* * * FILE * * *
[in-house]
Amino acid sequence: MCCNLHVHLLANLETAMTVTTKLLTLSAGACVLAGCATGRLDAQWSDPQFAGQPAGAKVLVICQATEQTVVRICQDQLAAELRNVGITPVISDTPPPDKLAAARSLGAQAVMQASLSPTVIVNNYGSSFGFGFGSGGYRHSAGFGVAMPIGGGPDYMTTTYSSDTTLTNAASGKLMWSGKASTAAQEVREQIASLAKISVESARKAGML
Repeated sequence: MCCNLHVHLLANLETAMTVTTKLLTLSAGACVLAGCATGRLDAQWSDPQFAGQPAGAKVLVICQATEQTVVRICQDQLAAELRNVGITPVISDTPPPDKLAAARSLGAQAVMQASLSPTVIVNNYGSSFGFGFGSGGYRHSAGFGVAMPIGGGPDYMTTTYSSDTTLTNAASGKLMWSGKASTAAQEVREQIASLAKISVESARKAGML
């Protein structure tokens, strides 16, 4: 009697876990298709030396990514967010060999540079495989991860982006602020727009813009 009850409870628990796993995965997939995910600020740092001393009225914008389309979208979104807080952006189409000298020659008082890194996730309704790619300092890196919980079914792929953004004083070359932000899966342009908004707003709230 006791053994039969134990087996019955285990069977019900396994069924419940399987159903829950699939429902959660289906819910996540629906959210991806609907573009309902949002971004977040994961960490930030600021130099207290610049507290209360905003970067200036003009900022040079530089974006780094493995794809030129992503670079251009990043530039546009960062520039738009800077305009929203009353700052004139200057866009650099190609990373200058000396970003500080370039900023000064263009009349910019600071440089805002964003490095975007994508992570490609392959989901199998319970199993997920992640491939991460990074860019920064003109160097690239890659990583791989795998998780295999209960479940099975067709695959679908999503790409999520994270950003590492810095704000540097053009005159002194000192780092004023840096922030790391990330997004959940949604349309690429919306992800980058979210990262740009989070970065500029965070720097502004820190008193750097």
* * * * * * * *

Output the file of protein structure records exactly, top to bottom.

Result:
[in-house]
Amino acid sequence: MCCNLHVHLLANLETAMTVTTKLLTLSAGACVLAGCATGRLDAQWSDPQFAGQPAGAKVLVICQATEQTVVRICQDQLAAELRNVGITPVISDTPPPDKLAAARSLGAQAVMQASLSPTVIVNNYGSSFGFGFGSGGYRHSAGFGVAMPIGGGPDYMTTTYSSDTTLTNAASGKLMWSGKASTAAQEVREQIASLAKISVESARKAGML
Repeated sequence: MCCNLHVHLLANLETAMTVTTKLLTLSAGACVLAGCATGRLDAQWSDPQFAGQPAGAKVLVICQATEQTVVRICQDQLAAELRNVGITPVISDTPPPDKLAAARSLGAQAVMQASLSPTVIVNNYGSSFGFGFGSGGYRHSAGFGVAMPIGGGPDYMTTTYSSDTTLTNAASGKLMWSGKASTAAQEVREQIASLAKISVESARKAGML
């Protein structure tokens, strides 16, 4: 009697876990298709030396990514967010060999540079495989991860982006602020727009813009 009850409870628990796993995965997939995910600020740092001393009225914008389309979208979104807080952006189409000298020659008082890194996730309704790619300092890196919980079914792929953004004083070359932000899966342009908004707003709230 006791053994039969134990087996019955285990069977019900396994069924419940399987159903829950699939429902959660289906819910996540629906959210991806609907573009309902949002971004977040994961960490930030600021130099207290610049507290209360905003970067200036003009900022040079530089974006780094493995794809030129992503670079251009990043530039546009960062520039738009800077305009929203009353700052004139200057866009650099190609990373200058000396970003500080370039900023000064263009009349910019600071440089805002964003490095975007994508992570490609392959989901199998319970199993997920992640491939991460990074860019920064003109160097690239890659990583791989795998998780295999209960479940099975067709695959679908999503790409999520994270950003590492810095704000540097053009005159002194000192780092004023840096922030790391990330997004959940949604349309690429919306992800980058979210990262740009989070970065500029965070720097502004820190008193750097």